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KMIZ

KMIZ
The ABC network logo next to a silver 17 with black trim on a red oval. Beneath the base of the 17 is a red parallelogram with white letters K M I Z. Nestled in the lower right corner near the 7 is a gray parallelogram with silver letters "HD".
A rounded rectangle divided into blue and gray parts with the word "my" in white in the upper left, a gold "z o u" italicized in the upper right, and a black "T V" in the lower right.
CityColumbia, Missouri
Channels
Branding
  • ABC 17 KMIZ; ABC 17 News
  • MyZouTV (DT3)
Programming
Affiliations
Ownership
Owner
KQFX-LD
History
First air date
December 5, 1971 (52 years ago) (1971-12-05)
Former call signs
KCBJ-TV (1971–1985)
Former channel number(s)
  • Analog: 17 (UHF, 1971–2009)
  • Digital: 22 (UHF, 2003–2009)
  • ABC (1971–1982)
  • NBC (1982–1985)
Call sign meaning
Mizzou
Technical information[1]
Licensing authority
FCC
Facility ID63164
ERP120 kW → 231 kW (CP)
HAAT352 m (1,155 ft)
Transmitter coordinates38°46′32.1″N 92°33′24.9″W / 38.775583°N 92.556917°W / 38.775583; -92.556917
Links
Public license information
Websitewww.abc17news.com

KMIZ (channel 17) is a television station licensed to Columbia, Missouri, United States, serving the Columbia–Jefferson City market as an affiliate of ABC and MyNetworkTV. It is owned by the News-Press & Gazette Company alongside Fox affiliate KQFX-LD (channel 22, also licensed to Columbia); the stations together are branded as the "Networks of Mid-Missouri". The two stations share studios on the East Business Loop 70 in Columbia; KMIZ's transmitter is located west of Jamestown near the MoniteauCooper county line.

Channel 17 in Columbia began broadcasting as KCBJ-TV on December 5, 1971. It provided a full-time outlet for the ABC network, previously split between the market's two other major commercial stations. KCBJ-TV was built by Richard Koenig, a St. Louis–based engineer. It struggled in its early years with its ultra high frequency (UHF) signal, the first in the market; entrenched and established competition; and lack of financial resources to invest in local programming and technical improvements. In 1979, Koenig agreed to sell the station to the Wooster Republican Printing Company, but the deal turned sour, and the prospective buyers sued for breach of contract. Litigation in that case was still pending when an ascendant ABC switched its affiliation to KOMU-TV (channel 8) in 1982, leaving KCBJ-TV to change to NBC.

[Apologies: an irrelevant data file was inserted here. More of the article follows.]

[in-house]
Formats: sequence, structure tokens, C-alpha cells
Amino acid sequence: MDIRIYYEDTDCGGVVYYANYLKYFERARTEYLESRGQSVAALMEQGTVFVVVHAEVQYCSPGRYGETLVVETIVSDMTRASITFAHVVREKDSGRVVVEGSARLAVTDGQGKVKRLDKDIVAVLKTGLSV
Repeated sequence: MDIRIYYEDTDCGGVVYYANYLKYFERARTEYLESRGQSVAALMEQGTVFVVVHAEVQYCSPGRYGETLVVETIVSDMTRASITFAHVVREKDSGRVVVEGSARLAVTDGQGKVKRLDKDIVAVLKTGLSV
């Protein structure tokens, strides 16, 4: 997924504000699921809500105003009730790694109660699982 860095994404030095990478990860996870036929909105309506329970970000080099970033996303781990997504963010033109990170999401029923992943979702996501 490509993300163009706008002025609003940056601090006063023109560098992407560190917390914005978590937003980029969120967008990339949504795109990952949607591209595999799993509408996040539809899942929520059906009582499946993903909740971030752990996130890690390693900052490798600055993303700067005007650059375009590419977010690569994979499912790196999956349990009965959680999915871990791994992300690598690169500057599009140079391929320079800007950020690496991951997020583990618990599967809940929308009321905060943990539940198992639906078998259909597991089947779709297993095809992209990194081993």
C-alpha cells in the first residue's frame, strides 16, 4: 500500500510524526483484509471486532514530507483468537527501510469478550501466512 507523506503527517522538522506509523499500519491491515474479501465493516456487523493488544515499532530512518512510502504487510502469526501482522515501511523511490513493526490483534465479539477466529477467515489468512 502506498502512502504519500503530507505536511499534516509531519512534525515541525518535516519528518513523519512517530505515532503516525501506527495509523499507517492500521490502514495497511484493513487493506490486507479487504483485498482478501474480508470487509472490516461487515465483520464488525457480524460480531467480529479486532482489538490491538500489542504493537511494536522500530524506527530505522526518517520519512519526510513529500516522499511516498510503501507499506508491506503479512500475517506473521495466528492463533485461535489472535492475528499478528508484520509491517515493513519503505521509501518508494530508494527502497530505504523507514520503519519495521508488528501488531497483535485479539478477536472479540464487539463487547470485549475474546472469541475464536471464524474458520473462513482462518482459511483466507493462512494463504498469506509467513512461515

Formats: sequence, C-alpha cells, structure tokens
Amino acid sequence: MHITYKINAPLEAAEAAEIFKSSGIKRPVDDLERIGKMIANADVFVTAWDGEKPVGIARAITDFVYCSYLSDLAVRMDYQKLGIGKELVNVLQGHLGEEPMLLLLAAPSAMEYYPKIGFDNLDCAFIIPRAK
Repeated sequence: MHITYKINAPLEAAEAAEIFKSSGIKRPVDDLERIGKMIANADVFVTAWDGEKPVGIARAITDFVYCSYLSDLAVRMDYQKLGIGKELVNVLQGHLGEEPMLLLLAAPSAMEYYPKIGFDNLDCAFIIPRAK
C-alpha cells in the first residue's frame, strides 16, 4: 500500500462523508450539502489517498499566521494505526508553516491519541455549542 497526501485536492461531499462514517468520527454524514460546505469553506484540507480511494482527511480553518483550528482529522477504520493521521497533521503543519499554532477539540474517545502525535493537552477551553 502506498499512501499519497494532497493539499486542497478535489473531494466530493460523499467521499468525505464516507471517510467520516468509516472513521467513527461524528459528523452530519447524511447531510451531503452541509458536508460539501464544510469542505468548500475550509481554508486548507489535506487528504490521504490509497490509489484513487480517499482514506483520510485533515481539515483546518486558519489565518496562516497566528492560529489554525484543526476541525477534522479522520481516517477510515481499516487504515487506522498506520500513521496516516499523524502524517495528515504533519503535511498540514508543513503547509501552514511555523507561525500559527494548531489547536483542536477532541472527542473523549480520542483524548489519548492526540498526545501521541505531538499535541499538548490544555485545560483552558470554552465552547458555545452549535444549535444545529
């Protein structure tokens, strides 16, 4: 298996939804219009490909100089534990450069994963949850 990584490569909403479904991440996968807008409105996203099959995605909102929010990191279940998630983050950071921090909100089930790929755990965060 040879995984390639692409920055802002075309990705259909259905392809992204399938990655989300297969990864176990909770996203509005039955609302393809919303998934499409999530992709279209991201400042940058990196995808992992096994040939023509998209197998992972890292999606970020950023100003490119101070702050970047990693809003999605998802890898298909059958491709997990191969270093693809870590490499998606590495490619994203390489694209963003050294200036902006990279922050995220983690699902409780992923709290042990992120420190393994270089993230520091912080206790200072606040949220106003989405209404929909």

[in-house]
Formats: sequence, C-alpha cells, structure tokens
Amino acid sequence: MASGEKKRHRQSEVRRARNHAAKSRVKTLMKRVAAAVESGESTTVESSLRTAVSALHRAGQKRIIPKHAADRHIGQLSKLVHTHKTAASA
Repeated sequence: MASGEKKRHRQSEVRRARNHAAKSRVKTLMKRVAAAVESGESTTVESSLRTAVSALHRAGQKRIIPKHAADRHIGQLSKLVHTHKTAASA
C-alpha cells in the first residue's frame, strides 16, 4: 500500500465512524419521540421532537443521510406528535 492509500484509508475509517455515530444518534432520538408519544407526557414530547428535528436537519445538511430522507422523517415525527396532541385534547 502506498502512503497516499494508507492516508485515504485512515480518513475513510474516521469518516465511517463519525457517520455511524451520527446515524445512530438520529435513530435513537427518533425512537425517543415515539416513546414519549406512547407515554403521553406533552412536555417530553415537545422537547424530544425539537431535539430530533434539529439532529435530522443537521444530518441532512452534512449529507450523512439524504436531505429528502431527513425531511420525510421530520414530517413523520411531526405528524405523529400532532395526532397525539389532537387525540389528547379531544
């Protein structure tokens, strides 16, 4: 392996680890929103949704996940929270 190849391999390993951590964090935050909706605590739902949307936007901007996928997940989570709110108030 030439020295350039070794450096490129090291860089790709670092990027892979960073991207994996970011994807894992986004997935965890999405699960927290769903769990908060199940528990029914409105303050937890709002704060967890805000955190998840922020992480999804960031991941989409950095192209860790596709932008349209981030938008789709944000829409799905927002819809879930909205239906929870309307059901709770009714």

Koenig sold KCBJ-TV to Stauffer Communications, which took control in January 1985. With NBC rising in the ratings, it poached KOMU-TV from ABC, leading to a switch of network affiliations again that December. To coincide with the new affiliation and Stauffer's investment in a new image and improved news coverage, the station changed its call sign to KMIZ. Under Benedek Broadcasting ownership, KMIZ purchased two low-power stations to start the area's Fox affiliate, a predecessor of KQFX-LD. News-Press & Gazette Company acquired the stations from JW Broadcasting in 2012.

History

KCBJ-TV: Early years

Refer to caption
The Tiger Hotel in downtown Columbia housed KCBJ-TV's studios from 1971 to 1978.

In September 1969, Jeffco Television Corporation, associated with station WJJY-TV in Jacksonville, Illinois, applied to the Federal Communications Commission (FCC) for permission to build a station on ultra high frequency (UHF) channel 17 in Columbia. At the time, Mid-Missouri had no full-time affiliate of ABC; its programs were divided between NBC affiliate KOMU-TV (channel 8) and CBS affiliate KRCG (channel 13).[2] In November, Channel Seventeen, Inc., headed by Richard Koenig, also applied for the channel.[3] The two applications were designated by the commission for comparative hearing,[4] but Jeffco dropped out due to problems at its station in Illinois,[5] allowing Channel Seventeen to receive the construction permit on August 28, 1970.[3]